Merry Christmas, even if belated.

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Oh, I guess I did forget one thing that’s a genuine spoiler: once you identify and remove the three edges that need replacement, you still need to count the components in the two now-disconnected graphs. For that, I picked one vertex at random, then checked if I could find a route to every other node. The nodes where that succeeded were placed in one set of nodes; the ones where it failed were placed in a second. It’s a bit slow, but it does the job.

Also: I’ve discovered that my code doesn’t always produce the correct answer on the puzzle input; usually it does, but if I squint at it the wrong way, comment or un-comment some `IO.Put_Line`, and recompile, then it computes the wrong connections… once or twice, then it does again. So I still have to debug it.

I’m pretty sure I figured this out. It started when I ran the Python code a few times in a row and… got some failures! It succeeded more often than not, unlike my Ada approach, which failed more often than it succeeded. But that gave me the insight I needed.

The reliability of the random approach depends strongly on the paths chosen.

1. If you choose the same pair of nodes multiple times, you will generate the same path multiple times, which will bias the results.
2. There are multiple paths from one node to another, and some choices of path seem to work better than others.

As to point 1, my Ada code kept repeating certain pairs more often. For instance, for one run of the data, where 100 random pairs were chosen, the Ada code chose 4 pairs 3 times; the Python code chose only 2 pairs 3 times.

As to point 2, the Ada code followed explored paths in alphabetical order. The moment it found a shortest path, it returned. The Python code did not; it followed… whatever order Python chooses for dictionary values, I dunno. Seemed random to me. While that has its disadvantages, it seemed to help the Python.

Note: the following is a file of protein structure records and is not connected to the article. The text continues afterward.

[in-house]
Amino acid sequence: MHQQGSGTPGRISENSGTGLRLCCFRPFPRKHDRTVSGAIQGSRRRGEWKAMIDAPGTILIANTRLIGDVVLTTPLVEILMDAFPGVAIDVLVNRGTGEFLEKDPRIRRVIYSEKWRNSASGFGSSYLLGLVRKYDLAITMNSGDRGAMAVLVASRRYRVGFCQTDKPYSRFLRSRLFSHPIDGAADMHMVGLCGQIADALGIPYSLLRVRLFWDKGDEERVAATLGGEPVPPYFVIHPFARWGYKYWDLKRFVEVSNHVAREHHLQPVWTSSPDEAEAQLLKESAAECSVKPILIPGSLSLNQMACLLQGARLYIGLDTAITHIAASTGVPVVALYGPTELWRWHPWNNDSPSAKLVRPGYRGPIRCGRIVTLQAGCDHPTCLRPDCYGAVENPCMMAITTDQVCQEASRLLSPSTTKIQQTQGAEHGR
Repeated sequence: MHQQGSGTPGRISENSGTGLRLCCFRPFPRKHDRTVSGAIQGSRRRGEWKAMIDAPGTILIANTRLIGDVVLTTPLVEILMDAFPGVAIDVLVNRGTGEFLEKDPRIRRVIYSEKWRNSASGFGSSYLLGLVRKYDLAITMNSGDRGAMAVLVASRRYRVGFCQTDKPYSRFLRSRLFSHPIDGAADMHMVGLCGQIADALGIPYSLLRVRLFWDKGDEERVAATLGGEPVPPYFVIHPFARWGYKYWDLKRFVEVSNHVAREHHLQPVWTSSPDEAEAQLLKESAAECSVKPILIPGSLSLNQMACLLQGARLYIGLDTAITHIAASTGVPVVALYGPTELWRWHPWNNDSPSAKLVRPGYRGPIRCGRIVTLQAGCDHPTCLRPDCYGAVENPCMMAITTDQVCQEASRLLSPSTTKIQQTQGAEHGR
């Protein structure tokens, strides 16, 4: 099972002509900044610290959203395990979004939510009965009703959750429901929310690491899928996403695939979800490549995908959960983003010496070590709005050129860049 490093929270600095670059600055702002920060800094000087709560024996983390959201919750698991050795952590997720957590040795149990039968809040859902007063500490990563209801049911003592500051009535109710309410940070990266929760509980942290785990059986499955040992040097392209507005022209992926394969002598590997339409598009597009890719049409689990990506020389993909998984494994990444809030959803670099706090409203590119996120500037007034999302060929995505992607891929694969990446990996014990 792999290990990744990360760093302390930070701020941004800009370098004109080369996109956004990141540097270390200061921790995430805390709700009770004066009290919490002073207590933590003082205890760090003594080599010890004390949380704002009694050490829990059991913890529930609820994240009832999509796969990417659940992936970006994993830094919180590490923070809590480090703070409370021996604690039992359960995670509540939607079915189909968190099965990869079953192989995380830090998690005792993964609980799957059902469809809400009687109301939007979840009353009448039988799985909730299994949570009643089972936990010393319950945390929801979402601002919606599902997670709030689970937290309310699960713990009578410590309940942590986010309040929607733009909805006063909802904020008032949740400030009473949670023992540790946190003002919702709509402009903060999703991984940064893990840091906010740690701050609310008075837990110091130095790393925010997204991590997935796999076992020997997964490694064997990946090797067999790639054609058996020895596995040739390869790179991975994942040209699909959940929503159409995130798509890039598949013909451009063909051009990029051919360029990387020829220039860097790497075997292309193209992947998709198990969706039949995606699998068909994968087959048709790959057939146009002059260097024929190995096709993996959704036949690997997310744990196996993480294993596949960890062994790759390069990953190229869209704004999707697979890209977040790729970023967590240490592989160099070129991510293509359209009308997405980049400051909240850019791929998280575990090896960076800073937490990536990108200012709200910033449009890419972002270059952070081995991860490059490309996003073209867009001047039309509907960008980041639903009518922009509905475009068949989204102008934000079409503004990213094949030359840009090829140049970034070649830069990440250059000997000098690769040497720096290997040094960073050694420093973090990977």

To make the Ada-implemented Monte Carlo method work reliably, I realized that

1. The choice of node pairs ought to be distinct, so you get a better view of the graph. The top hit is reliable under this approach.
2. Remove the top hit edge from the graph and rerun.

This seems to get me the correct choices each time, on both the example graph and the input data. I’ll comment and post my code later today.

Still need to fix up Karger’s algorithm, though.

I ended up implementing the stoer-wagner algorithm for this problem but your solution is quite a bit faster! 2.8s vs 4.2s total runtime. It’s really cool that randomized algorithms work so well for this puzzle.

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Yeah, not only is it my first Monte Carlo algorithm ever, but I remember a professor’s explaining patiently to me why I shouldn’t allow the possibility of error in a Monte Carlo algorithm to bother me. This one is especially nice in that it’s easy to obtain a certificate of correctness: you can easily check whether it divides the graph into two.

Nice! I had seen that one, too, and even saw a C++ implementation on Wikipedia, but after glancing at it a few minutes decided for some reason that I wanted nothing to do with it… Maybe because it looks a little more complicated than Karger’s, which I had already started on? Not sure. As I write above, I don’t actually know much graph theory.